The Norwegian government has rejected Microsoft in favour of Linux.
According to reports, the government will not be renewing its contract with the US software giant, even though it will lose discounts of up to 20 per cent on public sector buys (that amounted to roughly $27.8m last year) as a result.
Norway's minister of labour and government administration, Victor Norman, said the move would make it easier for other software companies to compete for public agency business.
"The use of open source codes, such as Linux, could promote competition," Norman said.
The move will be a blow for Microsoft, which has up to 95 per cent of Norway's public sector market for word processing programs and about 60 per cent of the market for server programs and operating systems.
"There is no doubt that all monopolies press prices and get customers to buy more expensive solutions than they would if there had been real competition," Norman said.
The writing was on the wall for Microsoft after the Norwegian government complained that new licensing rules could force users to buy upgrades they didn't need, sharply increasing costs.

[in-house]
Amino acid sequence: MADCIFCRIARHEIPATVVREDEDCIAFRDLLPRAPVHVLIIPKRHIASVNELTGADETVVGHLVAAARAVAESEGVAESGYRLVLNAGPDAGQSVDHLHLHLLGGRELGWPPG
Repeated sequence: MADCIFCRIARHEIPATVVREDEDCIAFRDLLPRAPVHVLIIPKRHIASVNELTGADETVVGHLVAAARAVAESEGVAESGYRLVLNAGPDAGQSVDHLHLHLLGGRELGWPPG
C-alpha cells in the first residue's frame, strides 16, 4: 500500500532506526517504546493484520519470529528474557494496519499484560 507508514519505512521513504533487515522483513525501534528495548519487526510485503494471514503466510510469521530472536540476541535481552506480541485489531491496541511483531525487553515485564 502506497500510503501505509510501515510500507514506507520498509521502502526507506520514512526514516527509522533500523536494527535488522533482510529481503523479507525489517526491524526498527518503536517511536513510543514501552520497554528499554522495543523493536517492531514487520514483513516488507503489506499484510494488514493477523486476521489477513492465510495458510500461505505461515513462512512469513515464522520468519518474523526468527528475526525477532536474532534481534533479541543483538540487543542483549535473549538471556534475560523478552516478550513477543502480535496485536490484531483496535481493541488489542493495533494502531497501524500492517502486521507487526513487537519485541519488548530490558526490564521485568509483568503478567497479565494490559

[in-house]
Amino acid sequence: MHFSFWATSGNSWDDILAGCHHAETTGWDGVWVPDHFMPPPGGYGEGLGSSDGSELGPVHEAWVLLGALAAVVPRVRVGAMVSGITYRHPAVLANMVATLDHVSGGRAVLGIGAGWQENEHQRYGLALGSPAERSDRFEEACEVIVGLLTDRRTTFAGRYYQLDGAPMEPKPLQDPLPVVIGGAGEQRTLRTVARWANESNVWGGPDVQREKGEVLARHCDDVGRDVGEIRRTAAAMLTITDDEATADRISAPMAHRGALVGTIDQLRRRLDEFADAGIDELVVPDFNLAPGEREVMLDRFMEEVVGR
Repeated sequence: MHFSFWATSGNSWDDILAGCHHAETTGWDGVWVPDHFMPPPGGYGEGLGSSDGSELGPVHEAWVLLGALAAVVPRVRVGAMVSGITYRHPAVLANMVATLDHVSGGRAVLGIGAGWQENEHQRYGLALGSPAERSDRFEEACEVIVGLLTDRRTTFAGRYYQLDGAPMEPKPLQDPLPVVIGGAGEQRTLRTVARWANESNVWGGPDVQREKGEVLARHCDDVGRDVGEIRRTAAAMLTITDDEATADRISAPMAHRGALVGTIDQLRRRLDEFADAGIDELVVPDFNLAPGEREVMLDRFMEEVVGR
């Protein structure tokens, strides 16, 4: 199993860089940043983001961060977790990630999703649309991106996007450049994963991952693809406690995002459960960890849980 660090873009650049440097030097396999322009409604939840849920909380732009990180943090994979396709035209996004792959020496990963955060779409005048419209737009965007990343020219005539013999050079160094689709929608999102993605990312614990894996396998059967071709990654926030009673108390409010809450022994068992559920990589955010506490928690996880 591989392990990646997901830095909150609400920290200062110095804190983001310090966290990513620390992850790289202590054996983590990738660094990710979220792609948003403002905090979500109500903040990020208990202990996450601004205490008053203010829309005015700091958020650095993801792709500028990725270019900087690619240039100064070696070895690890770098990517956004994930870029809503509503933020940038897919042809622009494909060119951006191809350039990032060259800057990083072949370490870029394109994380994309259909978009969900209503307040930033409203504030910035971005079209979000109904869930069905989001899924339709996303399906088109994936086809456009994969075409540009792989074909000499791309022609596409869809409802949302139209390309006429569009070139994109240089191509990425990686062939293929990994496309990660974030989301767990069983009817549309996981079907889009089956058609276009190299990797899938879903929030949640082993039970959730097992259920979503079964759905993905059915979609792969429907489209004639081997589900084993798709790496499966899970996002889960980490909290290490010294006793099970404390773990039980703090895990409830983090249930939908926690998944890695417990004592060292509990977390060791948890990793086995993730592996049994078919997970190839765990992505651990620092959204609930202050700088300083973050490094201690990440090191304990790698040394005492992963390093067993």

Microsoft Norway, however, insists it is not worried. But Brynjar Skauvik, its acting director, said the public sector represented about 30 per cent of the group's sales in the Scandinavian nation of four-and-a-half million people.
"We welcome the competition," he said. "It is not very dramatic."
Kai-Ove Nauen, project advisor to the minister of administration, said that failing to renew the contract - which expires at the end of November - did not stop government departments buying Microsoft programs.
He denied that this was a crusade against Microsoft, but added that it was simply to prevent a monopoly situation.
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